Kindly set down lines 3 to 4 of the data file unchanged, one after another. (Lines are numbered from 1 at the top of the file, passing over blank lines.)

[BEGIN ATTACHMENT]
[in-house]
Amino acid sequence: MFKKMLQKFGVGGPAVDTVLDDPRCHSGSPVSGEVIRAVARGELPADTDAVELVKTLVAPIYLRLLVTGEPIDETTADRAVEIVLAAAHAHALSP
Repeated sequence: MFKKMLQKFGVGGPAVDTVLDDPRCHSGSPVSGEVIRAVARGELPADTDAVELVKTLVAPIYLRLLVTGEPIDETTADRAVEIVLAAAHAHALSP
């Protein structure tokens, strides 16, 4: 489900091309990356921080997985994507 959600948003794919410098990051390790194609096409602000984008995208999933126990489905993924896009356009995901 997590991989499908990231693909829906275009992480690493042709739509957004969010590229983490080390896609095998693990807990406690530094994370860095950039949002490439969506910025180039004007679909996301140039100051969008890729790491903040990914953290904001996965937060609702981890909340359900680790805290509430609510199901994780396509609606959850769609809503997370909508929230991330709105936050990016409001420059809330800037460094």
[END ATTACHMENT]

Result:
Repeated sequence: MFKKMLQKFGVGGPAVDTVLDDPRCHSGSPVSGEVIRAVARGELPADTDAVELVKTLVAPIYLRLLVTGEPIDETTADRAVEIVLAAAHAHALSP
């Protein structure tokens, strides 16, 4: 489900091309990356921080997985994507 959600948003794919410098990051390790194609096409602000984008995208999933126990489905993924896009356009995901 997590991989499908990231693909829906275009992480690493042709739509957004969010590229983490080390896609095998693990807990406690530094994370860095950039949002490439969506910025180039004007679909996301140039100051969008890729790491903040990914953290904001996965937060609702981890909340359900680790805290509430609510199901994780396509609606959850769609809503997370909508929230991330709105936050990016409001420059809330800037460094």